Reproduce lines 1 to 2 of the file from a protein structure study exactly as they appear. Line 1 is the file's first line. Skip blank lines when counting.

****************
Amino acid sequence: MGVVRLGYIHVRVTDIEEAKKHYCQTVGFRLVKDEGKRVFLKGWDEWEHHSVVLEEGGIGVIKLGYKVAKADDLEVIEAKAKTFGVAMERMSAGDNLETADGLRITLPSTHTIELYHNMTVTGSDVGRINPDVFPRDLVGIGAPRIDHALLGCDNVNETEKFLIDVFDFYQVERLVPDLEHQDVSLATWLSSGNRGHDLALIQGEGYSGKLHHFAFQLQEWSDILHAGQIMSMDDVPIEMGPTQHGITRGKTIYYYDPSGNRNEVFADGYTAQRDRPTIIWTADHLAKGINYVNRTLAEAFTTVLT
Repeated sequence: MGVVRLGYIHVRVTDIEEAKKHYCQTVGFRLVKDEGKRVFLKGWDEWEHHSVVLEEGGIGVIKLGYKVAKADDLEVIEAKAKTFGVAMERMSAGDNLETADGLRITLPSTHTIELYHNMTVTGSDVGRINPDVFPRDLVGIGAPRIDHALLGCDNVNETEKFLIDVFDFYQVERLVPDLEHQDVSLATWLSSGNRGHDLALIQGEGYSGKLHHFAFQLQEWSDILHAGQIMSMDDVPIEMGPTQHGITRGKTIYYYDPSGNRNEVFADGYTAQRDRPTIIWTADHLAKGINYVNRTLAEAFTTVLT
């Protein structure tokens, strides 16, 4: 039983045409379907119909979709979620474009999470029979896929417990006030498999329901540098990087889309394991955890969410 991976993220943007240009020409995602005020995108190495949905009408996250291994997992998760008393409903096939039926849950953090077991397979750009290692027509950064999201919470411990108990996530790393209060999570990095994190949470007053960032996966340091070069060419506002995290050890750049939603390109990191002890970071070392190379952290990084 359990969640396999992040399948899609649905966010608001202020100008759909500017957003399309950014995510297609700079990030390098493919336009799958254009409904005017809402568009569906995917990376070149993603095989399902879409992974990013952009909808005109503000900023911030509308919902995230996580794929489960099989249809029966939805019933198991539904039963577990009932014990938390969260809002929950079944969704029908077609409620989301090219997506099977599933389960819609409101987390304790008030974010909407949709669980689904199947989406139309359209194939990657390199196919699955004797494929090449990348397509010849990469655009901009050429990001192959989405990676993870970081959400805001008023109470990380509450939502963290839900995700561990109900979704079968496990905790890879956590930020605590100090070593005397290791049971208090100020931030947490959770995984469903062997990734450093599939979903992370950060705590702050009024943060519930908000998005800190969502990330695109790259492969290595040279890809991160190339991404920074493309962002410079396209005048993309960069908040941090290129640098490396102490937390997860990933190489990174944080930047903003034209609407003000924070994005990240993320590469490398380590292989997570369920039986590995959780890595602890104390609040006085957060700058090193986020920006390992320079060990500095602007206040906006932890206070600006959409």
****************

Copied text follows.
Amino acid sequence: MGVVRLGYIHVRVTDIEEAKKHYCQTVGFRLVKDEGKRVFLKGWDEWEHHSVVLEEGGIGVIKLGYKVAKADDLEVIEAKAKTFGVAMERMSAGDNLETADGLRITLPSTHTIELYHNMTVTGSDVGRINPDVFPRDLVGIGAPRIDHALLGCDNVNETEKFLIDVFDFYQVERLVPDLEHQDVSLATWLSSGNRGHDLALIQGEGYSGKLHHFAFQLQEWSDILHAGQIMSMDDVPIEMGPTQHGITRGKTIYYYDPSGNRNEVFADGYTAQRDRPTIIWTADHLAKGINYVNRTLAEAFTTVLT
Repeated sequence: MGVVRLGYIHVRVTDIEEAKKHYCQTVGFRLVKDEGKRVFLKGWDEWEHHSVVLEEGGIGVIKLGYKVAKADDLEVIEAKAKTFGVAMERMSAGDNLETADGLRITLPSTHTIELYHNMTVTGSDVGRINPDVFPRDLVGIGAPRIDHALLGCDNVNETEKFLIDVFDFYQVERLVPDLEHQDVSLATWLSSGNRGHDLALIQGEGYSGKLHHFAFQLQEWSDILHAGQIMSMDDVPIEMGPTQHGITRGKTIYYYDPSGNRNEVFADGYTAQRDRPTIIWTADHLAKGINYVNRTLAEAFTTVLT